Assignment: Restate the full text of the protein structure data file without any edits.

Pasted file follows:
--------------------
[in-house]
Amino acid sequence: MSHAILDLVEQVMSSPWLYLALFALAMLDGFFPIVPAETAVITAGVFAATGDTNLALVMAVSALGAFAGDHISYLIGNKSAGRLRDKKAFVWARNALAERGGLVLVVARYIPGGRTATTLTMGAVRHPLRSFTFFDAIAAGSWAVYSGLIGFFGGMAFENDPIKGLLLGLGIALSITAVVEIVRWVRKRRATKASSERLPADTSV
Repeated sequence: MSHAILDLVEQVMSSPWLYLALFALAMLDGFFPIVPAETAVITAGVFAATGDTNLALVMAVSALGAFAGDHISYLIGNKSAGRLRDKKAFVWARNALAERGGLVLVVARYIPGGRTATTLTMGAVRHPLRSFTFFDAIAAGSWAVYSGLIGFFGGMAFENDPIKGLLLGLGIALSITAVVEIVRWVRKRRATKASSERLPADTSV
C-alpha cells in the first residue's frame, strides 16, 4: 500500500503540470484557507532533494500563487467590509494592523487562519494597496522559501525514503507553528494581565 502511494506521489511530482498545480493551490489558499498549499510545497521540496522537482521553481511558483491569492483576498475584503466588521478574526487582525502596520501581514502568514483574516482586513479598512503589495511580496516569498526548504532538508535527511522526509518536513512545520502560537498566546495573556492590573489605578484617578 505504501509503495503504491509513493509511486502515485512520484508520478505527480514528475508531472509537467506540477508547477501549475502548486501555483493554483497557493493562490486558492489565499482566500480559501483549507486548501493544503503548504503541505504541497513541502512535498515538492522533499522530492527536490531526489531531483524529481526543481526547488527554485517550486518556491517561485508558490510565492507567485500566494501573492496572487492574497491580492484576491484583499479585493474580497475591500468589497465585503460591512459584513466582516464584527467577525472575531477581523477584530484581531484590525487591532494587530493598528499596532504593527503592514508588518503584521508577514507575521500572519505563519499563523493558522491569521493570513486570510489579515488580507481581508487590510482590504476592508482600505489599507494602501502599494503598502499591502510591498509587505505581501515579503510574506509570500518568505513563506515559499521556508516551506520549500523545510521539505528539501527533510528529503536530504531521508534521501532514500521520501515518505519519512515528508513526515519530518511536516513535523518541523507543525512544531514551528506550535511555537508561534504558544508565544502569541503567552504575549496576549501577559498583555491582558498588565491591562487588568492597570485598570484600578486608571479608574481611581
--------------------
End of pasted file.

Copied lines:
[in-house]
Amino acid sequence: MSHAILDLVEQVMSSPWLYLALFALAMLDGFFPIVPAETAVITAGVFAATGDTNLALVMAVSALGAFAGDHISYLIGNKSAGRLRDKKAFVWARNALAERGGLVLVVARYIPGGRTATTLTMGAVRHPLRSFTFFDAIAAGSWAVYSGLIGFFGGMAFENDPIKGLLLGLGIALSITAVVEIVRWVRKRRATKASSERLPADTSV
Repeated sequence: MSHAILDLVEQVMSSPWLYLALFALAMLDGFFPIVPAETAVITAGVFAATGDTNLALVMAVSALGAFAGDHISYLIGNKSAGRLRDKKAFVWARNALAERGGLVLVVARYIPGGRTATTLTMGAVRHPLRSFTFFDAIAAGSWAVYSGLIGFFGGMAFENDPIKGLLLGLGIALSITAVVEIVRWVRKRRATKASSERLPADTSV
C-alpha cells in the first residue's frame, strides 16, 4: 500500500503540470484557507532533494500563487467590509494592523487562519494597496522559501525514503507553528494581565 502511494506521489511530482498545480493551490489558499498549499510545497521540496522537482521553481511558483491569492483576498475584503466588521478574526487582525502596520501581514502568514483574516482586513479598512503589495511580496516569498526548504532538508535527511522526509518536513512545520502560537498566546495573556492590573489605578484617578 505504501509503495503504491509513493509511486502515485512520484508520478505527480514528475508531472509537467506540477508547477501549475502548486501555483493554483497557493493562490486558492489565499482566500480559501483549507486548501493544503503548504503541505504541497513541502512535498515538492522533499522530492527536490531526489531531483524529481526543481526547488527554485517550486518556491517561485508558490510565492507567485500566494501573492496572487492574497491580492484576491484583499479585493474580497475591500468589497465585503460591512459584513466582516464584527467577525472575531477581523477584530484581531484590525487591532494587530493598528499596532504593527503592514508588518503584521508577514507575521500572519505563519499563523493558522491569521493570513486570510489579515488580507481581508487590510482590504476592508482600505489599507494602501502599494503598502499591502510591498509587505505581501515579503510574506509570500518568505513563506515559499521556508516551506520549500523545510521539505528539501527533510528529503536530504531521508534521501532514500521520501515518505519519512515528508513526515519530518511536516513535523518541523507543525512544531514551528506550535511555537508561534504558544508565544502569541503567552504575549496576549501577559498583555491582558498588565491591562487588568492597570485598570484600578486608571479608574481611581